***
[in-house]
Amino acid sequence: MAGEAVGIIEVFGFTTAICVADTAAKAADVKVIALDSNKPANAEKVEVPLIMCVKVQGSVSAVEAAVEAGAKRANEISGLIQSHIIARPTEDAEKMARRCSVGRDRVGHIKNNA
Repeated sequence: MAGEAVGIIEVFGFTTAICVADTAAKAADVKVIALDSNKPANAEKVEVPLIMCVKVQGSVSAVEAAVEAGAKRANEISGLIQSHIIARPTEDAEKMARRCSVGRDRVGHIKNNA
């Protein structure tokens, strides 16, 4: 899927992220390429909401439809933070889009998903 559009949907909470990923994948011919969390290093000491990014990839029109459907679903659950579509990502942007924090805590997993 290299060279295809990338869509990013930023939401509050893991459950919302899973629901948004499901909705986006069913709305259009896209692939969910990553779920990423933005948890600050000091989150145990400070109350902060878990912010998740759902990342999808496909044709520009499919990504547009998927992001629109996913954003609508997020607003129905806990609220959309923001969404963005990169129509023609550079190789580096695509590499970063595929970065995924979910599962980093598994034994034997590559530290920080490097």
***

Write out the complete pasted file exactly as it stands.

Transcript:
[in-house]
Amino acid sequence: MAGEAVGIIEVFGFTTAICVADTAAKAADVKVIALDSNKPANAEKVEVPLIMCVKVQGSVSAVEAAVEAGAKRANEISGLIQSHIIARPTEDAEKMARRCSVGRDRVGHIKNNA
Repeated sequence: MAGEAVGIIEVFGFTTAICVADTAAKAADVKVIALDSNKPANAEKVEVPLIMCVKVQGSVSAVEAAVEAGAKRANEISGLIQSHIIARPTEDAEKMARRCSVGRDRVGHIKNNA
């Protein structure tokens, strides 16, 4: 899927992220390429909401439809933070889009998903 559009949907909470990923994948011919969390290093000491990014990839029109459907679903659950579509990502942007924090805590997993 290299060279295809990338869509990013930023939401509050893991459950919302899973629901948004499901909705986006069913709305259009896209692939969910990553779920990423933005948890600050000091989150145990400070109350902060878990912010998740759902990342999808496909044709520009499919990504547009998927992001629109996913954003609508997020607003129905806990609220959309923001969404963005990169129509023609550079190789580096695509590499970063595929970065995924979910599962980093598994034994034997590559530290920080490097």